A systematic analysis of multimodal transport systems with road space distribution and responsive bus service

A smart design of transport systems involves efficient use and allocation of the limited urban road capacity in the multimodal environment. This paper intends to understand the system-wide effect of dividing the road space to the private and public transport modes and how the public transport service provider responds to the space changes. To this end, the bimodal dynamic user equilibrium is formulated for separated road space. The Macroscopic Fundamental Diagram (MFD) model is employed to depict the dynamics of the automobile traffic for its state-dependent feature, its inclusion of hypercongestion, and its advantage of capturing network topology. The delay of a bus trip depends on the running speed which is in turn affected by bus lane capacity and ridership. Within the proposed bimodal framework, the steady-state equilibrium traffic characteristics and the optimal bus fare and service frequency are analytically derived. The counter-intuitive properties of traffic condition, modal split, and behavior of bus operator in the hypercongestion are identified. To understand the interaction between the transport authority (for system benefit maximization) and the bus operator (for its own benefit maximization), we examine how the bus operator responds to space changes and how the system benefit is influenced with the road space allocation. With responsive bus service, the condition, under which expanding bus lane capacity is beneficial to the system as a whole, has been analytically established. Then the model is applied to the dynamic framework where the space allocation changes with varying demand and demand-responsive bus service. We compare the optimal bus services under different economic objectives, evaluate the system performance of the bimodal network, and explore the dynamic space allocation strategy for the sake of social welfare maximization.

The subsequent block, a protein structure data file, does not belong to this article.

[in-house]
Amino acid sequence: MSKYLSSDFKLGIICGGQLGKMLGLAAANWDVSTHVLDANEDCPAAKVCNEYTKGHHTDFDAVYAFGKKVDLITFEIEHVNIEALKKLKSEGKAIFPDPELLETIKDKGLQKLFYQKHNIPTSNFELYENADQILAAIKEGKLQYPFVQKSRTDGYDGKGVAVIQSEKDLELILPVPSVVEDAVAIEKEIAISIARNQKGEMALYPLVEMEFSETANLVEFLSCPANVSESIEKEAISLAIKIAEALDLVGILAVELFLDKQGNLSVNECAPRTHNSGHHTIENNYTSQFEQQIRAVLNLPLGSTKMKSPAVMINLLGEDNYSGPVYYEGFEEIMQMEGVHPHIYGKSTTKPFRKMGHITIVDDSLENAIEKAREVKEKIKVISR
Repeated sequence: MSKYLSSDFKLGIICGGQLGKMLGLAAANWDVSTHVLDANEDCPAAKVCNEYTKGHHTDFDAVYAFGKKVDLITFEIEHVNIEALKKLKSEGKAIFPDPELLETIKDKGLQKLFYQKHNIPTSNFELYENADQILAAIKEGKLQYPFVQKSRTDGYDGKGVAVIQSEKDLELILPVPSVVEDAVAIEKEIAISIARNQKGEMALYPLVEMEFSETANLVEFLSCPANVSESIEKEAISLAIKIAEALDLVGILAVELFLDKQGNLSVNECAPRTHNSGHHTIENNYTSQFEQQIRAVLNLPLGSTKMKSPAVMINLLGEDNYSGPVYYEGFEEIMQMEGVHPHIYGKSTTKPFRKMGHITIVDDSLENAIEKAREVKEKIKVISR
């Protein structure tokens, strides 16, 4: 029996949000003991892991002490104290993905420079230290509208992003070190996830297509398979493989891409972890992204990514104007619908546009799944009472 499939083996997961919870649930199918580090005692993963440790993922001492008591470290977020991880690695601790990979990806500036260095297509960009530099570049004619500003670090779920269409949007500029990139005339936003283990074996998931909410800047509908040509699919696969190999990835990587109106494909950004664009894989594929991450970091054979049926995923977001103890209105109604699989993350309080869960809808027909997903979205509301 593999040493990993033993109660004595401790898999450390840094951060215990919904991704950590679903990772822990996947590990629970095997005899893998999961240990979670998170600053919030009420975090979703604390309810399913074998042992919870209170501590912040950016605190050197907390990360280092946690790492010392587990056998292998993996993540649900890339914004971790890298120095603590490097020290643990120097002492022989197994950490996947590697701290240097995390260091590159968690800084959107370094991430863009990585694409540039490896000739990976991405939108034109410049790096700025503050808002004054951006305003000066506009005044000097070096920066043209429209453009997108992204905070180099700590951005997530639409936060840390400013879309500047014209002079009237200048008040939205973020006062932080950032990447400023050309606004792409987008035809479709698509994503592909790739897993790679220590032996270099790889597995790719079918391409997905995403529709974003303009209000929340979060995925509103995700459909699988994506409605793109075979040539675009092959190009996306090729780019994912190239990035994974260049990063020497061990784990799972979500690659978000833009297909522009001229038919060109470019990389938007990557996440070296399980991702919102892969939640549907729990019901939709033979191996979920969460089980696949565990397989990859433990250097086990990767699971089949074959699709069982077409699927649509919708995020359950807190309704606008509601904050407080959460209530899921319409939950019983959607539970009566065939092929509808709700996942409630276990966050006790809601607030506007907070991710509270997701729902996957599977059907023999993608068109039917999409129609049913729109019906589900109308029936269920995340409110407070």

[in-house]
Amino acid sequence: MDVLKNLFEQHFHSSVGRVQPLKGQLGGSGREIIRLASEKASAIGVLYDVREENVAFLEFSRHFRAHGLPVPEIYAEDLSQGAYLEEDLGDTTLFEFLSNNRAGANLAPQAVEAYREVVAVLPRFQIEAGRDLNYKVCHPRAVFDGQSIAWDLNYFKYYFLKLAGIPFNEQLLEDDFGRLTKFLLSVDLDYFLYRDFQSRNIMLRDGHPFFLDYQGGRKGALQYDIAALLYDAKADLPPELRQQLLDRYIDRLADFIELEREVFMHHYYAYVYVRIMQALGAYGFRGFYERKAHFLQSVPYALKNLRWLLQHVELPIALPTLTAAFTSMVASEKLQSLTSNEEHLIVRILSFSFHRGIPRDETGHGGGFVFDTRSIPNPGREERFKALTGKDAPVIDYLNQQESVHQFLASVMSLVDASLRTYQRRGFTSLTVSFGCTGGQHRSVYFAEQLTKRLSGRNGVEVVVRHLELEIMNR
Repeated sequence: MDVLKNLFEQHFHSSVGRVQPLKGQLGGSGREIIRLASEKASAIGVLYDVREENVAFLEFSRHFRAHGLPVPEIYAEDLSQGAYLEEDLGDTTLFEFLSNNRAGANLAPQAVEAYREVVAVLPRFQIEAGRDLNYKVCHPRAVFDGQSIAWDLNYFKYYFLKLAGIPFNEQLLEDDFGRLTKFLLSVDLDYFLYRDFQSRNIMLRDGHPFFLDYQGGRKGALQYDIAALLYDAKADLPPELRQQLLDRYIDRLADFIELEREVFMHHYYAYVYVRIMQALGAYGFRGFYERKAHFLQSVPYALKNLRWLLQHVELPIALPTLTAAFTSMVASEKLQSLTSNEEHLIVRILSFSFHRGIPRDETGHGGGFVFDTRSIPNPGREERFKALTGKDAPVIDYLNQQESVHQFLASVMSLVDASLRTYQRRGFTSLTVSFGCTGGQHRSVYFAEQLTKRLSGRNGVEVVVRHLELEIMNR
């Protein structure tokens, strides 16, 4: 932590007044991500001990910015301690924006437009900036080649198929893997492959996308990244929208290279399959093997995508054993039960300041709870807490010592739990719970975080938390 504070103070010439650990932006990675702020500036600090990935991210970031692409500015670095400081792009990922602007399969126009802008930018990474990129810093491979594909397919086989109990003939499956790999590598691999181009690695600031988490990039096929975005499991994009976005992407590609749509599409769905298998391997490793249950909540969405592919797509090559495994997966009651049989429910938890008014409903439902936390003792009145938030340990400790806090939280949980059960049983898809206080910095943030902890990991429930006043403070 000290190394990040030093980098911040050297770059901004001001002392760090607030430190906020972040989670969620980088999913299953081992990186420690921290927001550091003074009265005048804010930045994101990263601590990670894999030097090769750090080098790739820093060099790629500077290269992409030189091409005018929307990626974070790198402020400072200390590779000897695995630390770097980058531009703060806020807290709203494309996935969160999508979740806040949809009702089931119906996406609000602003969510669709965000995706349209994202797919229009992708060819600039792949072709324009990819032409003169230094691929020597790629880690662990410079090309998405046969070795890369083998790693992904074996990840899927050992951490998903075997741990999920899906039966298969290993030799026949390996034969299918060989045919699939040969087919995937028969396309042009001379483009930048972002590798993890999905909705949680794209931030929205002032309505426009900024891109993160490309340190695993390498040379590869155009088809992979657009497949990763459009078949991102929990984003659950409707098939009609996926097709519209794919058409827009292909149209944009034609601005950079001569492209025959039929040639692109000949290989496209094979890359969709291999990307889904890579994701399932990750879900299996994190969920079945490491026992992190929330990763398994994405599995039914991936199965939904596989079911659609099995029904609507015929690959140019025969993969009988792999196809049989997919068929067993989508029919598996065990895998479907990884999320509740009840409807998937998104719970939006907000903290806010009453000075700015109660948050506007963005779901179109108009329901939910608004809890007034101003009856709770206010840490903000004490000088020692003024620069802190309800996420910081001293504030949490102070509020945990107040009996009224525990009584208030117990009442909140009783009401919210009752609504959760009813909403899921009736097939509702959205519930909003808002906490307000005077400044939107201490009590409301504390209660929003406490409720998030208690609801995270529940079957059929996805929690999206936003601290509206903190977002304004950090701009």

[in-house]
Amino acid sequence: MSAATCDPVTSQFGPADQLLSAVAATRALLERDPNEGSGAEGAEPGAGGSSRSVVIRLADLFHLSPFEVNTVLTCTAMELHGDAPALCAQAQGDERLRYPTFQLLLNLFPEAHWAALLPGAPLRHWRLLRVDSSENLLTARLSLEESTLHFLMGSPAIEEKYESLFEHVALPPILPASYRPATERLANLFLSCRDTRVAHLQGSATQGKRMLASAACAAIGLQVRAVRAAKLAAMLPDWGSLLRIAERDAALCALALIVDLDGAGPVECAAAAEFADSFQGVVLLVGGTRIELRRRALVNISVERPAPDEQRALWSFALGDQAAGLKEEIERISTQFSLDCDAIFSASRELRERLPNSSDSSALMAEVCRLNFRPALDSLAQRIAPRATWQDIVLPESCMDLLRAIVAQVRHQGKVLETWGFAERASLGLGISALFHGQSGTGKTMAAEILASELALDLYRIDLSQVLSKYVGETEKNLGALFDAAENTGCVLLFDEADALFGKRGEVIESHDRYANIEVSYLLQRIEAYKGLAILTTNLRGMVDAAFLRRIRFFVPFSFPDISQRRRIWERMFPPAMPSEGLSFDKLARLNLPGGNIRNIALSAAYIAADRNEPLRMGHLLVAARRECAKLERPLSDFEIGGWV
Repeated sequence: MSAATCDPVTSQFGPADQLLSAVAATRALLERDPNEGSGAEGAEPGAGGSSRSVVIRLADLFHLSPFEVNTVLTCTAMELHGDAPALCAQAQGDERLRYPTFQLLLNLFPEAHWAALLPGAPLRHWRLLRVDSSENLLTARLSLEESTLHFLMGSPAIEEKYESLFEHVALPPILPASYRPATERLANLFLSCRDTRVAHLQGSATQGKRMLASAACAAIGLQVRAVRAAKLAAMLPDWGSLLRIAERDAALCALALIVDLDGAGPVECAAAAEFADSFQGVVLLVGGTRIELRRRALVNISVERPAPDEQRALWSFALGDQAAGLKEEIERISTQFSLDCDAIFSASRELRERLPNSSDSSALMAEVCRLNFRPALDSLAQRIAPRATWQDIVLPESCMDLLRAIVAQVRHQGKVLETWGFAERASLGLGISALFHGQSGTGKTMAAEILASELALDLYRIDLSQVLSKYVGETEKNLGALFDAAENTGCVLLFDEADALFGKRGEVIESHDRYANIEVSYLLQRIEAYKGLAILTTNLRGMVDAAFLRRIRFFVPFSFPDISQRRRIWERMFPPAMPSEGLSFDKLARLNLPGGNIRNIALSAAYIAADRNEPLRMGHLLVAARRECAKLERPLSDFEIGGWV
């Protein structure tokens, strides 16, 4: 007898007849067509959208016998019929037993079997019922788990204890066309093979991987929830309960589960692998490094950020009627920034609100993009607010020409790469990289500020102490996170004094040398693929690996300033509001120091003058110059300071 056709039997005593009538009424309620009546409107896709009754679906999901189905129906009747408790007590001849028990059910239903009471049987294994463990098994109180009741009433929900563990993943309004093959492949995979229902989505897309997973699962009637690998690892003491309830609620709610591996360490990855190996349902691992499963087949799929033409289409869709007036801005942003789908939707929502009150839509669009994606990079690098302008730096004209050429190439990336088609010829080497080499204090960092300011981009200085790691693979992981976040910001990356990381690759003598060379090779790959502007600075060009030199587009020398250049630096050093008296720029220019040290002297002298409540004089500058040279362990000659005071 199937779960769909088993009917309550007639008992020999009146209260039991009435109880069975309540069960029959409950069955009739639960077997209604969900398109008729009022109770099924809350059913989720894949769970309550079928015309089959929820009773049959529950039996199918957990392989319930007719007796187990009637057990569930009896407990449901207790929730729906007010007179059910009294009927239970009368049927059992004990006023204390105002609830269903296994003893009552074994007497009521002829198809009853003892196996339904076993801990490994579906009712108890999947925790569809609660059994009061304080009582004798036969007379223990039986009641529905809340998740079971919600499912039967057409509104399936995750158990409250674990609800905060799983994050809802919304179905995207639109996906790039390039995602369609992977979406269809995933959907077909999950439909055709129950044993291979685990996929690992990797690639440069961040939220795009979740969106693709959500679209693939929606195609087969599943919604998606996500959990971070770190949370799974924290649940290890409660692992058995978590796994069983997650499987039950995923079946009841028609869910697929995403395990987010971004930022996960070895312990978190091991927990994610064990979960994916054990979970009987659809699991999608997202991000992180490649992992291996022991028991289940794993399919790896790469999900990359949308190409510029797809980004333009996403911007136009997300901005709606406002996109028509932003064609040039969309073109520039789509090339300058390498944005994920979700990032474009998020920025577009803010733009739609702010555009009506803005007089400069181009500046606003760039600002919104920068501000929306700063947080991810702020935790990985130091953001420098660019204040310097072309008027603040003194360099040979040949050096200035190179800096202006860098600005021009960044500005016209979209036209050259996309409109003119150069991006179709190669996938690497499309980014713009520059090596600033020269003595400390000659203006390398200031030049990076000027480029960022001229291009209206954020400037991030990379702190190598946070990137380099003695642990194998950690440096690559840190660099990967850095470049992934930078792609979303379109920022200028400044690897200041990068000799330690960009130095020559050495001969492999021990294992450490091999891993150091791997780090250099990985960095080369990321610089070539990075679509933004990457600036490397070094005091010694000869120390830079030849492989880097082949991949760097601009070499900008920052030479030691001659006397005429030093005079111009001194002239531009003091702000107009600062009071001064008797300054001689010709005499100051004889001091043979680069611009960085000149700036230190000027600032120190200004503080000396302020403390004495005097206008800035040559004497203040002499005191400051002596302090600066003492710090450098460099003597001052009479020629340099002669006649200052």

Published in:
Transportation Research Part C-Emerging Technologies, 96, 208-230
Nov 01 2018

 Record created 2018-12-13, last modified 2020-10-27

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